Australian Tea Tree Oil
A Review by Robert Tisserand
The International Journal of Aromatherapy Vol.1, No 1, February 1988
With special thanks to Christopher Dean, of Thursday Plantation and
The Australian Tea-Tree Industry Association, for his help in sourcing material.
Tea-tree (or ti-tree) oil is distilled from the fronds of a tree native
to New South Wales, Australia, and parts of New Zealand. This
tree, melaleuca alternifolia, is a member of the myrtle family, and
is extremely hardy and disease-resistant. The leaves have been
employed medicinally for centuries by New South Wales
Aborigines, and the name is said to stem from a visit by Captain
Cook, whose crew made a tea from the leaves.
Tea-tree oil is water-white in appearance, and has a fresh, spicey,
agreeable odour. Until recently it was hardly known in
aromatherapy outside Australia, but some recent clinical trials in
France have helped to highlight its usefulness. Tea-tree oil turns
out to be one of the most useful of all essential oils, especially as
an antiseptic, and yet it has not previously been discussed in books
The first to recognize the unique qualities of the essential oil was a
government chemist from Sydney, A. R. Penfold. In 1925 he
announced the results of laboratory experiments which showed that
the oil was twelve times stronger than phenol (carbolic acid) which
was then the universal standard for antiseptic substances. This led
to further research and to the increasing use of the oil in medicine,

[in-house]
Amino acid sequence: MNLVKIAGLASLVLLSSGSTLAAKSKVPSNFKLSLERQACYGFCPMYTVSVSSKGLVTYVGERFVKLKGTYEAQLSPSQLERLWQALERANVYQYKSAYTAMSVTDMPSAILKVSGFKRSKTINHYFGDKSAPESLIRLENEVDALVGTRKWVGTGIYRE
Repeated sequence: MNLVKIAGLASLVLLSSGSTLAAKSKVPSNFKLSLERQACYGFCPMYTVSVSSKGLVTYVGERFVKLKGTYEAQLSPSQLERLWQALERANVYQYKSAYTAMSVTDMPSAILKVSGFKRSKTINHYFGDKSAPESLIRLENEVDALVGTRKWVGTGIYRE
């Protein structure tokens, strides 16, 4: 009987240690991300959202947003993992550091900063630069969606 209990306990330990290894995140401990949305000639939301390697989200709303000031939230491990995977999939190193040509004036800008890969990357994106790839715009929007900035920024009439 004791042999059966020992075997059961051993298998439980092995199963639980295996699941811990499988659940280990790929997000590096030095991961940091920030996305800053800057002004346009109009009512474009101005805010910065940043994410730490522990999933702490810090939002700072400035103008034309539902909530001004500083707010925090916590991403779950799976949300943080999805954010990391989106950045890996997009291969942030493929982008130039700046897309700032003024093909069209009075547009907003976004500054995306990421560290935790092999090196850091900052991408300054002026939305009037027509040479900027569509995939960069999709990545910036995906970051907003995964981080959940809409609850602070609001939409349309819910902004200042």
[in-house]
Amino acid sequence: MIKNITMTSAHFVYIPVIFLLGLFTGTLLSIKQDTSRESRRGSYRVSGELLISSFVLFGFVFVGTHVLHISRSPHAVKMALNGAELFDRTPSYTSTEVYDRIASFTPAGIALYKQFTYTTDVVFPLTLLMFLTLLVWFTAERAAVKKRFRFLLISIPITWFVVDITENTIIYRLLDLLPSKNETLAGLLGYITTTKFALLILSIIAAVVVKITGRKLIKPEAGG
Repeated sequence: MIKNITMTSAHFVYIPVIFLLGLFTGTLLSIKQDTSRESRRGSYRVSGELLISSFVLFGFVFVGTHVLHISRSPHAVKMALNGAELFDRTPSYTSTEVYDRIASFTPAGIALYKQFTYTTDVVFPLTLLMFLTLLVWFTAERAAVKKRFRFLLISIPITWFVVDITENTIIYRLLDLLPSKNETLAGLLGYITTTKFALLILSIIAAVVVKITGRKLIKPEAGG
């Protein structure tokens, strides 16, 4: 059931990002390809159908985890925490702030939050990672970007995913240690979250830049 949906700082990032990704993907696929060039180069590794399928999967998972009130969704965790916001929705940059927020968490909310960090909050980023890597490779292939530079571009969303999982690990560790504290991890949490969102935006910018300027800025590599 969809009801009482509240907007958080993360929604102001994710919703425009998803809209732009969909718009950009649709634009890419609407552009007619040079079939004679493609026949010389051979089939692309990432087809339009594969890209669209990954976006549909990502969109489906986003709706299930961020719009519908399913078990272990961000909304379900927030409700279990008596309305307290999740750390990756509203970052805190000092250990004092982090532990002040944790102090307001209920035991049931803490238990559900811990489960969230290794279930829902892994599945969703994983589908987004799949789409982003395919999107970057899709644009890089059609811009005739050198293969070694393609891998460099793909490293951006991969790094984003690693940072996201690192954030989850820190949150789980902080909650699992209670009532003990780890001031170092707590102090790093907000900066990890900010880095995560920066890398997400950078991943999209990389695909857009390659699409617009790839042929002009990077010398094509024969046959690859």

dentistry and as a home remedy.
In 1930 a report in the Medical Journal of Australia' commented
on its non- toxicity and lack of irritancy. The report noted
enthusiastically that tea-tree oil dissolved pus and left the surfaces
of infected wounds clean so that its germicidal action became more
effective and without any apparent damage to the tissues. 'Dirty
wounds, such as are frequently seen as the result of street
accidents, may be washed or syringed out with a 10% watery
lotion; the solvent properties will loosen and bring away the dirt
which is usually ground in ... healing will readily take place.' in
1936 the same journal reported a very bad case of diabetic
gangrene successfully treated with tea-tree oil. In 1937 it was
pointed out that one of the outstanding features of the oil is that the
presence of blood, pus or other organic matter actually increases
the oil's antiseptic powers by some 10 to 12 per cent.
During the Second World War tea-tree oil was issued in first aid
kits to army and navy units in the tropical regions. At one point
demand so outstripped supply that synthetic antiseptics had to be
substituted. This, coupled with the fervent post-war interest in
antibiotic drugs, led to a decline of interest in tea-tree, which
persisted right up to the 1970s. (2)
In April 1972 the results of a very thorough study were published
on the use of tea-tree oil in many common foot problems. (3) The
study covered sixty patients and concluded that the oil had relieved
or eliminated foot symptoms in fifty-eight of them. of these, results